By Bill Coletti, CEO, Kith
- Consumers want simple advice regarding food choices
- Consumers see academics, food producers and influencers as experts, but need to know the experts share their values
- Food producers and consumers share common values relating to animal welfare, our communities, the environment, and economics. Recognizing and building on these shared values leads to open and positive conversations with consumers.
Cost, taste and nutrition have long been the drivers behind consumers’ food choices, however, more recent research indicates that secondary criteria has emerged. Factors like animal welfare, environmental impact and use of technology are being taken into consideration when consumers are making their food buying decisions, more so than ever before.
Consumers agree that they have the access they need to obtain this additional information via the internet, yet the amount of information available is overwhelming. There are countless white papers, news stories and blog posts by food experts at their fingertips, and these items often conflict. This “fire hose” of information leaves many consumers saying “I just want to be told what I should feed my family.”
Dr. Jude Capper, an independent Livestock Sustainability Consultant who recently joined us for a web workshop about this very topic, shared her research examining how consumers make food buying decisions in this age of information. Capper and her colleague Dr. Janeal W. Yancey found that a significant proportion of consumers have little or no farming knowledge, but they wish to understand how their food is produced and don’t always trust the information that is provided. According to Capper and Yancey, there are three major ways consumer decision making is influenced:
- Beliefs about controversial issues (use of antibiotics, climate change, etc.) are dependent on individual consumers’ culture and opinions of people with shared values. For example, if a consumer’s circle of friends believes the use of antibiotics in meat is bad, they’re more likely to believe it as well.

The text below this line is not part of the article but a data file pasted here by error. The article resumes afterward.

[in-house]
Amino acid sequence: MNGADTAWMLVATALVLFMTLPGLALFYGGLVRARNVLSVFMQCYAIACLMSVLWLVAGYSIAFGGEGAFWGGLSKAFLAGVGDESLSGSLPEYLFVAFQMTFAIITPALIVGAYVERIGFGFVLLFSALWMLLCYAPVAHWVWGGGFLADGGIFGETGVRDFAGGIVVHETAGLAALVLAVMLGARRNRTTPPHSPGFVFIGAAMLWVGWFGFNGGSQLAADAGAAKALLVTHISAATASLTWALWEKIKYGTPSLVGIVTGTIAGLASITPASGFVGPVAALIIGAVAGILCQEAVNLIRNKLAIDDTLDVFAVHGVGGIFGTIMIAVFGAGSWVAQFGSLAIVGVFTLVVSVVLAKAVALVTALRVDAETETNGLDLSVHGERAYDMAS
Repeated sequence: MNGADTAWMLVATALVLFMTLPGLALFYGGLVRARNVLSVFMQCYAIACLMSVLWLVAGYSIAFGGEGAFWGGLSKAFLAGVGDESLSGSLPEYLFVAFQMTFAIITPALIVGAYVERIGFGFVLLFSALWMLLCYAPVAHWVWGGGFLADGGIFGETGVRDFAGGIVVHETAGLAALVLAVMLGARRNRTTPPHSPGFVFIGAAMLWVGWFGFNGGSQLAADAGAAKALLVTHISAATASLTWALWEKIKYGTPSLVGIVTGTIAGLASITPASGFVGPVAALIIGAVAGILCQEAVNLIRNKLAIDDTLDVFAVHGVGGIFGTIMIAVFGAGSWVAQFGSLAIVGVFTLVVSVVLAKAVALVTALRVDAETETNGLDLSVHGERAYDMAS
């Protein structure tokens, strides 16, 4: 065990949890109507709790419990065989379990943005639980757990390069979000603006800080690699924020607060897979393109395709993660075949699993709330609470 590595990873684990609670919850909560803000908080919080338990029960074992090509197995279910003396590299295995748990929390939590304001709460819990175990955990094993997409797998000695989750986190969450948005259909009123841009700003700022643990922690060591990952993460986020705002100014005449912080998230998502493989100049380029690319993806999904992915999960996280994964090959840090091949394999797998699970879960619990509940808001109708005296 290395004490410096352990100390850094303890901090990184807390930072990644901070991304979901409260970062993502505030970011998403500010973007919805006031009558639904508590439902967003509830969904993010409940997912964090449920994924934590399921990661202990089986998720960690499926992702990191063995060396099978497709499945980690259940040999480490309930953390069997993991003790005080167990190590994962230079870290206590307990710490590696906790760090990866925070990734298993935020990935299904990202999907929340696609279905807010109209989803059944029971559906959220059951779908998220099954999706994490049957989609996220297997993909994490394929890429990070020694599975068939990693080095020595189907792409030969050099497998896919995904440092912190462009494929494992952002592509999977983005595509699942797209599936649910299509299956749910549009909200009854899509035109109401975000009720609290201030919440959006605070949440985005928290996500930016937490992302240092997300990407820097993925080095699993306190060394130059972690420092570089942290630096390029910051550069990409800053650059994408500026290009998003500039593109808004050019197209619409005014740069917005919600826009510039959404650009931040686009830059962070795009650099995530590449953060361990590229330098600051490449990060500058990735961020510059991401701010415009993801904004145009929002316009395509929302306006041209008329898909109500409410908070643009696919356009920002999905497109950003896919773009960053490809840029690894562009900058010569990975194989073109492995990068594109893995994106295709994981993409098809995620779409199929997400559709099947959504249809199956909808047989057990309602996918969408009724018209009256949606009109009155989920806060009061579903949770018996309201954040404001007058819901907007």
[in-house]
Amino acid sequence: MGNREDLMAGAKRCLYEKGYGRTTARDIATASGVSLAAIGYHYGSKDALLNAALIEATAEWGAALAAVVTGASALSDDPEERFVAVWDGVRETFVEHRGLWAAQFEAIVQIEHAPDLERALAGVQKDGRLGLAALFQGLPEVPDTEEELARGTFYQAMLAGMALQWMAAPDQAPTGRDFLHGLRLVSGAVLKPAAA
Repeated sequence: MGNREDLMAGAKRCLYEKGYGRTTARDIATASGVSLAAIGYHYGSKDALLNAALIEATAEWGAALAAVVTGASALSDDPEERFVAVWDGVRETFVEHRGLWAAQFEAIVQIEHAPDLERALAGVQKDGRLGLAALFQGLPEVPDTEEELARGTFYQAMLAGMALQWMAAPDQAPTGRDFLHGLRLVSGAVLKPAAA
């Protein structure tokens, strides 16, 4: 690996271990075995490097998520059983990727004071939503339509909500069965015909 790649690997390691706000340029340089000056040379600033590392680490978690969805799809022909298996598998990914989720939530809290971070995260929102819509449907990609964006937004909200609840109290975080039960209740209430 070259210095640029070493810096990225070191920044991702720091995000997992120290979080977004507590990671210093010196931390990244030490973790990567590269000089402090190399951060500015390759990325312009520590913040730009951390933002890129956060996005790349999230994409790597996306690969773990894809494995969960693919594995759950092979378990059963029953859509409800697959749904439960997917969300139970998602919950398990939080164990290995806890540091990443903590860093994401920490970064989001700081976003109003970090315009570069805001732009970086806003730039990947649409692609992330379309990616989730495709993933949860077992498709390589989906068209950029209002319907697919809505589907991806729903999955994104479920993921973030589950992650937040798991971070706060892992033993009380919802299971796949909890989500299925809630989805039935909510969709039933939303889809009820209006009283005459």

- Consumers don’t have time to fully research complex issues, so they may often make major decisions with limited or incomplete information. Consumers see bits of information like news clips or just an article’s headline, then make major food buying decisions based on that limited information. This means nuances aren’t always understood or even seen by consumers. When they see a headline like “Going vegetarian will cut global emissions,” they could potentially make a major buying decision—in this instance, stop buying meat—based on that single headline.
- Consumers are predisposed to believe negative information over positive information. To counteract just one piece of negative information, it takes five positive pieces of information. For example, every negative story about “pink slime,” five stories about the benefits and safety of lean finely textured beef would have to be told to counteract this information. To change consumers’ minds once a negative story is told, food producers must create and promote a positive conversation higher in frequency and volume than the negative conversation.
Based on this information, Dr. Capper says that food producers must be willing to create a dialogue with influencers that are connected with consumers. However, this isn’t a one-way street where producers provide influencers with information and expect the influencer to disseminate that information. Instead, producers should learn what shared values they have with consumers.
Producers and consumers share common values relating to animal welfare, our communities, the environment, and economics. Recognizing and building on these shared values leads to open and positive conversations with consumers. Producers need to base the discussion on sciences, but should start the conversation by finding common ground.
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